My dad would have been the best grandfather.  He would have taught my kids about trust, equality and love just as he taught me when I was a child.  He would have been proud of both of them for all of their large and small successes.  He would have made each child feel special and valued as he did for me during the sixteen years he was in my life.  My dad was a special man and despite his life being stolen from me, I take comfort in knowing that no one can steal my beautiful memories.  Memories live forever.

Whose guilt is greater?   by Lisa

                Through our puppet, Chef, my husband and I pretend to be various members of my extended family, speaking with a heavy Italian accent about all things Italian: meatballs, squeezing cheeks, giving sloppy kisses. Through the puppet, we poke a little fun at the more animated elements of my family history and surely give our young daughter a good giggle. She, after all, is both Italian and Jewish – so you can imagine how difficult her life might become when she confronts the innate guilt that is often associated with each of these strong identities.

                Chef is perhaps our way of enjoying the more lighthearted aspects of being Italian. Many people have heard, or thought themselves that Jews and Italians are quite similar – at least in their traditions – boisterous conversations, a love of all things edible and a strong sense of guilt. For some reason, both cultures are also adept at giving and receiving guilt, especially in the relationships between parents and children.

                As such, it makes sense that my decision to convert to Judaism, on the same day with my then-5-year-old daughter, would inspire my analysis of family heritage, guilt, and ultimately, of parenting. While I converted to Judaism on August 29, 2013, my journey to the Mikvah probably started more than 40 years ago. I was born in a predominately Jewish neighborhood in Miami, where my mother’s Jewish neighbor drove her to the hospital the day I was born. My childhood best friend was Jewish. And, the nuns in catechism class often advised me to have stronger faith and fewer questions.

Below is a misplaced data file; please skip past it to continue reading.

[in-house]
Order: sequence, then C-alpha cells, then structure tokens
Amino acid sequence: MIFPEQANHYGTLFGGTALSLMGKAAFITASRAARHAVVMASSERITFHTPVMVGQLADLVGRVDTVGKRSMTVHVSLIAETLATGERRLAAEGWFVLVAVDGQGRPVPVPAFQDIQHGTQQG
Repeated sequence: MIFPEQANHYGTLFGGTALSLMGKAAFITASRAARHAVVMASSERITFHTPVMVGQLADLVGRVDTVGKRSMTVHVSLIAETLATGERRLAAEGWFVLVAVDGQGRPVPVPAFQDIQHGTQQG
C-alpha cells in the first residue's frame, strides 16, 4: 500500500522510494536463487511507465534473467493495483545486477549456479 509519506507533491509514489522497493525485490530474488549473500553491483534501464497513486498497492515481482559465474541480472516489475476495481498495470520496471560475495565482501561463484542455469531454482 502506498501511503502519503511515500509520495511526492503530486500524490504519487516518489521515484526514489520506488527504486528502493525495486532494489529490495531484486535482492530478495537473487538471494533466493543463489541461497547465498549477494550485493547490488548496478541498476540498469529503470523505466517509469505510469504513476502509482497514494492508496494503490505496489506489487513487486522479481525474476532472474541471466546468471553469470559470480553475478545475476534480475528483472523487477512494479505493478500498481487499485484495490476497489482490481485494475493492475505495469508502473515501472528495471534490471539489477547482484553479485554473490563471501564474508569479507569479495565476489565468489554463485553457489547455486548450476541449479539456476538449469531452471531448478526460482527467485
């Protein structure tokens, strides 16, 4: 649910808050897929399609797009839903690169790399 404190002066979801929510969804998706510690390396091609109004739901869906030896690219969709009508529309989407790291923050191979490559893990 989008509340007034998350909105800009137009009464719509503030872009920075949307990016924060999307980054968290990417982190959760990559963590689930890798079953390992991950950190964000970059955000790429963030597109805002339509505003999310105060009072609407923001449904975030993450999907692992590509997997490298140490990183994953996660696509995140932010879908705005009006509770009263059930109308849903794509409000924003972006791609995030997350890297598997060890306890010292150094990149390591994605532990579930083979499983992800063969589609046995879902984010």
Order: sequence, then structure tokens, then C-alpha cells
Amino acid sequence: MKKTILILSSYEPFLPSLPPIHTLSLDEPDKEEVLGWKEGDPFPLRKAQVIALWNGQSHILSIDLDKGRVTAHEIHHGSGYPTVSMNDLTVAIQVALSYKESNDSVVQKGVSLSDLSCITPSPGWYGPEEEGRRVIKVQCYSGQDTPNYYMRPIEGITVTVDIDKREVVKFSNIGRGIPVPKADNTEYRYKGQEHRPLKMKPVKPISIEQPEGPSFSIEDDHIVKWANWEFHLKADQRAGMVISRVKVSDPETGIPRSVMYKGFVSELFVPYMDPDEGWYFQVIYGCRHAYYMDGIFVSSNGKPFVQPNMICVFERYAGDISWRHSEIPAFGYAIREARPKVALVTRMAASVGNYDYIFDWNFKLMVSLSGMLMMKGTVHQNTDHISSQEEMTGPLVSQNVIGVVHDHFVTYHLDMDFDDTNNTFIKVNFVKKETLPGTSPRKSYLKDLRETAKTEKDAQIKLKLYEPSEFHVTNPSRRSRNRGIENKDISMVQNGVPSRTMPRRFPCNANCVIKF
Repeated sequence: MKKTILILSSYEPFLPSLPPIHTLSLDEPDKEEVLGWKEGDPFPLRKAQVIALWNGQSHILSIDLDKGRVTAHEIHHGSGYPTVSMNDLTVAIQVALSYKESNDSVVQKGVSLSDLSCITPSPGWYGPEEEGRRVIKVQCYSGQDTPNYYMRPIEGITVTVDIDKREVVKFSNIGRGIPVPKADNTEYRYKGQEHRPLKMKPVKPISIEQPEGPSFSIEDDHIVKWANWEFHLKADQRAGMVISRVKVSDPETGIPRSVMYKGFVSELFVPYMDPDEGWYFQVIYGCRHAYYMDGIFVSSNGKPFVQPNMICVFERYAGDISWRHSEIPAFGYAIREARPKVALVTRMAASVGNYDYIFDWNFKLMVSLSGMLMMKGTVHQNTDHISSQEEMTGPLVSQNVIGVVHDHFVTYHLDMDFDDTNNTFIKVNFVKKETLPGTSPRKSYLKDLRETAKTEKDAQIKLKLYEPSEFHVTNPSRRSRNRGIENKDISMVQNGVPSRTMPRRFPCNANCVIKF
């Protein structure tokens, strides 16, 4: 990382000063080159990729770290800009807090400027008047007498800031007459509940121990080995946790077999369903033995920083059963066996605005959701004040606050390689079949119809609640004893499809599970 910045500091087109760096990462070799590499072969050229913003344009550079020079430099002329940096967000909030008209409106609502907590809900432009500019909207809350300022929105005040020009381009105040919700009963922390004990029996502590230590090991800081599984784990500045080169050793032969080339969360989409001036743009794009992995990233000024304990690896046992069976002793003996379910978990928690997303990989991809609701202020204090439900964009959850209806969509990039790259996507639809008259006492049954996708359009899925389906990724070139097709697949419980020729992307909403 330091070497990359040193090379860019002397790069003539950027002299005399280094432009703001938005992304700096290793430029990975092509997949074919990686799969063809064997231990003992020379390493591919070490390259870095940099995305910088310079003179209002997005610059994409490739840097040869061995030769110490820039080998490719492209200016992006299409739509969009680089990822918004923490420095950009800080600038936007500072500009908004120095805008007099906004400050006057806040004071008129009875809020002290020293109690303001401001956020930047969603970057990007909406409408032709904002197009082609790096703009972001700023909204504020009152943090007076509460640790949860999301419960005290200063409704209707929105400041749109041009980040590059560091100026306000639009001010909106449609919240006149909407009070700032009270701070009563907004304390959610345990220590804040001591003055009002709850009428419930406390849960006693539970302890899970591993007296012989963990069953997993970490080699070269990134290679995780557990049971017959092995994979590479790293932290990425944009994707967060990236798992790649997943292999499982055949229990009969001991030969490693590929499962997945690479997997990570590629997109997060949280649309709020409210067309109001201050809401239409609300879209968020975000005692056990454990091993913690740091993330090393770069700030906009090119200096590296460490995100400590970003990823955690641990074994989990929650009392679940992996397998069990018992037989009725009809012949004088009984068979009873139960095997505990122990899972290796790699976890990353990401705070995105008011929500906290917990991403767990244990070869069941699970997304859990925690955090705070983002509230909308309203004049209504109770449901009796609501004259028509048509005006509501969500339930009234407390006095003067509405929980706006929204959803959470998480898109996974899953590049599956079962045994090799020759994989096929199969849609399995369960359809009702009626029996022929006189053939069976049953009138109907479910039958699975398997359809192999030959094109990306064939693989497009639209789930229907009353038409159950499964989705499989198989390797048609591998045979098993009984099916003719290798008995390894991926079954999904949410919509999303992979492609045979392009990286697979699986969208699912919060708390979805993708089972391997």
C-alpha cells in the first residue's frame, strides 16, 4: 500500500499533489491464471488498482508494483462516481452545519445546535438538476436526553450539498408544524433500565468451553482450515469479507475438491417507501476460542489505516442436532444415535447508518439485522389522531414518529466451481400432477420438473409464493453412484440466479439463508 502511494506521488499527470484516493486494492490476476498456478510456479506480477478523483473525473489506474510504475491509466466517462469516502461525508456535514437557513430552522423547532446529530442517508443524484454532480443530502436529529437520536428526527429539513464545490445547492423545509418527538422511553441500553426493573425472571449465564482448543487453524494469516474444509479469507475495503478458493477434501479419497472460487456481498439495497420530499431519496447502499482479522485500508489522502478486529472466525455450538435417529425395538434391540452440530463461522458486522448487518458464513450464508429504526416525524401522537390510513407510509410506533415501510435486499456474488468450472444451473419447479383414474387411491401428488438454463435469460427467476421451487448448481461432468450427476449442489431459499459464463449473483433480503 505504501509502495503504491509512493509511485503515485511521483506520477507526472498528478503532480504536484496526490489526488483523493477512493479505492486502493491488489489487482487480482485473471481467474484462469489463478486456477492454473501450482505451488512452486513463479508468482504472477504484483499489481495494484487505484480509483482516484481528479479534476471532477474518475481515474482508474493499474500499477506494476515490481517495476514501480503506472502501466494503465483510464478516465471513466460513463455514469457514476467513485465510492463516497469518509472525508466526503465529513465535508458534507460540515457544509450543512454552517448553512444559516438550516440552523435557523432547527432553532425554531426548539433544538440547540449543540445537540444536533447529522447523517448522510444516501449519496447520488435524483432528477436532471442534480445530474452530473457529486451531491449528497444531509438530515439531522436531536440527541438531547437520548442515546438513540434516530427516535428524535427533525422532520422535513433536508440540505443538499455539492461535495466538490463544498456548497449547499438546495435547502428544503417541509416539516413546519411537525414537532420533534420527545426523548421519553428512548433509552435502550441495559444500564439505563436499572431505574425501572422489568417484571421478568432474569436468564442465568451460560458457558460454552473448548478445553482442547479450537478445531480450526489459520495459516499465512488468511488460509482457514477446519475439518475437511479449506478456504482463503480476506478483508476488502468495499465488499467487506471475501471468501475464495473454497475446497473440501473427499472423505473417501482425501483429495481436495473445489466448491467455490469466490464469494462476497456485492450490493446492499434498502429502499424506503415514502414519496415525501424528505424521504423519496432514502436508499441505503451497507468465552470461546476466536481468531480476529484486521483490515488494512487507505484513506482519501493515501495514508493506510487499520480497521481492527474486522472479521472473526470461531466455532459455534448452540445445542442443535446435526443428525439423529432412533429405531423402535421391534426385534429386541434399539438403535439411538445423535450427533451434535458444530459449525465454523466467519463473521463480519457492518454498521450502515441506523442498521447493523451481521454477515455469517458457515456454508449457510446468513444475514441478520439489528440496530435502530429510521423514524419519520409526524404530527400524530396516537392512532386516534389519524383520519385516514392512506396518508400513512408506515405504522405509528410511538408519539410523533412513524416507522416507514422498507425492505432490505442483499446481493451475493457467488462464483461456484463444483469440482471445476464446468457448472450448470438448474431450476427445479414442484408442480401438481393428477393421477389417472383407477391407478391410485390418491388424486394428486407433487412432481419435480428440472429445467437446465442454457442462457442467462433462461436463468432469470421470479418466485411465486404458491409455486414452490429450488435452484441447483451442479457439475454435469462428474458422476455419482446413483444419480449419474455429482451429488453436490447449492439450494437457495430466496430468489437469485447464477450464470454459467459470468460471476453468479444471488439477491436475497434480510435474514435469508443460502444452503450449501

I was the youngest of five children in a very strict, Italian, Catholic household. (I even had my own rosary beads since infancy.) Acceptance was not my family’s strongest suit.  At a young age I attempted to test their levels of acceptance, brought home an African-American boyfriend, studied women’s studies in college (my mother repeatedly asked if I was a Lesbian) and then, ironically, met Eric Strom, a straight-laced, successful businessman who was Jewish. When Eric gallantly approached my parents to request my hand in marriage, my parents said no. Emphatically, no - because Eric was Jewish. I’ll never know the true details of that lengthy and arduous encounter but what’s most important is that Eric didn’t tell me about it for years. And he proposed anyway.

                In some passive and very aggressive ways, my parents made their inability to accept religious difference a full-blown family conflict. I was repeatedly accused of deserting my Italian heritage. My dad refused to walk me down the aisle just days before the wedding. These and other guilt trips were attempts to control my decisions – that’s what guilt does.

                Thus began my discovery into the challenges of parenting – not marriage, but parenting. I began to analyze the balance between acceptance and expectation in which my parents were so horribly failing. As such, I entered marriage and parenthood with an even deeper sense of guilt than the Catholic Church could ever have imposed. I know that I did not desert my family. I also love my parents enough to recognize their struggle, regardless of how illogical it appeared to me. After all, I’m clearly an intellect and they’re, well, Italian.